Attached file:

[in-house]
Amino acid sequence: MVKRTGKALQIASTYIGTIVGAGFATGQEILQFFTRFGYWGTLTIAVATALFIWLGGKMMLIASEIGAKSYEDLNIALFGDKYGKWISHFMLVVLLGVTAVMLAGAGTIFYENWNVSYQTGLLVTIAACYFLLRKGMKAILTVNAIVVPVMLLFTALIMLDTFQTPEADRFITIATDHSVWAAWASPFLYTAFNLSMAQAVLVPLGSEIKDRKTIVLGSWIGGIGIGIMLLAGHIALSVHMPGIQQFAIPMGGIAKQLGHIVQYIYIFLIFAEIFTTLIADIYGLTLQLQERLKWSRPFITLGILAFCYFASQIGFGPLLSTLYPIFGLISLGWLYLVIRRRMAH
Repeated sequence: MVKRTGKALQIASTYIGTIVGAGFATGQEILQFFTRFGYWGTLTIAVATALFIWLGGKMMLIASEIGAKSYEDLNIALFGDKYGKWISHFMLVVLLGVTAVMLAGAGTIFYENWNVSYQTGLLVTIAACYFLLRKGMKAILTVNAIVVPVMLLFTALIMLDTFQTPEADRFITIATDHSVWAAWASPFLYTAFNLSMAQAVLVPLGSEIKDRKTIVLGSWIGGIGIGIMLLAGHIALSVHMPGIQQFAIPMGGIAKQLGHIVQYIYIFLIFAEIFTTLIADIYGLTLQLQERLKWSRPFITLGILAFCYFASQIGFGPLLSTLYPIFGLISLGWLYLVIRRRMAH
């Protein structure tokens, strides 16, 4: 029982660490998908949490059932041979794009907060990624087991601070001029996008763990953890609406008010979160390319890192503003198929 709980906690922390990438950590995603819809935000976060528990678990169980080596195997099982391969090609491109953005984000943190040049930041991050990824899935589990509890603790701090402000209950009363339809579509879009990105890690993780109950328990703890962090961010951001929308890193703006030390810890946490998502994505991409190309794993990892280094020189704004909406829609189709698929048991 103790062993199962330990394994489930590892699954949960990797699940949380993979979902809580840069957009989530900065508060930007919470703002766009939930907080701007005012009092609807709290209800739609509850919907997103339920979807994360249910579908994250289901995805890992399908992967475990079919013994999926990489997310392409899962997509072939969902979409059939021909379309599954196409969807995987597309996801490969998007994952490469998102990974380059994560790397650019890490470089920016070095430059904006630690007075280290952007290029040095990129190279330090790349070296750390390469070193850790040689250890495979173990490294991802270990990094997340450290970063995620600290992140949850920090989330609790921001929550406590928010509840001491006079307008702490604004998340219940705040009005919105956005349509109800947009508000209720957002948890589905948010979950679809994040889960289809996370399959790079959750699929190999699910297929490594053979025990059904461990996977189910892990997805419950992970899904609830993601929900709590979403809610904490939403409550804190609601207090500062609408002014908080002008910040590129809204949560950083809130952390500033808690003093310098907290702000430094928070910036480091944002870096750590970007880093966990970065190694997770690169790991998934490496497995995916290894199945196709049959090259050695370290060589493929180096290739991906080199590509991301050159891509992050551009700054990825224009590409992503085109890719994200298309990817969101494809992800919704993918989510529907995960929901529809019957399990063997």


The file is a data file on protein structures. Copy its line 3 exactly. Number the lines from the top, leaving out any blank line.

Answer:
Repeated sequence: MVKRTGKALQIASTYIGTIVGAGFATGQEILQFFTRFGYWGTLTIAVATALFIWLGGKMMLIASEIGAKSYEDLNIALFGDKYGKWISHFMLVVLLGVTAVMLAGAGTIFYENWNVSYQTGLLVTIAACYFLLRKGMKAILTVNAIVVPVMLLFTALIMLDTFQTPEADRFITIATDHSVWAAWASPFLYTAFNLSMAQAVLVPLGSEIKDRKTIVLGSWIGGIGIGIMLLAGHIALSVHMPGIQQFAIPMGGIAKQLGHIVQYIYIFLIFAEIFTTLIADIYGLTLQLQERLKWSRPFITLGILAFCYFASQIGFGPLLSTLYPIFGLISLGWLYLVIRRRMAH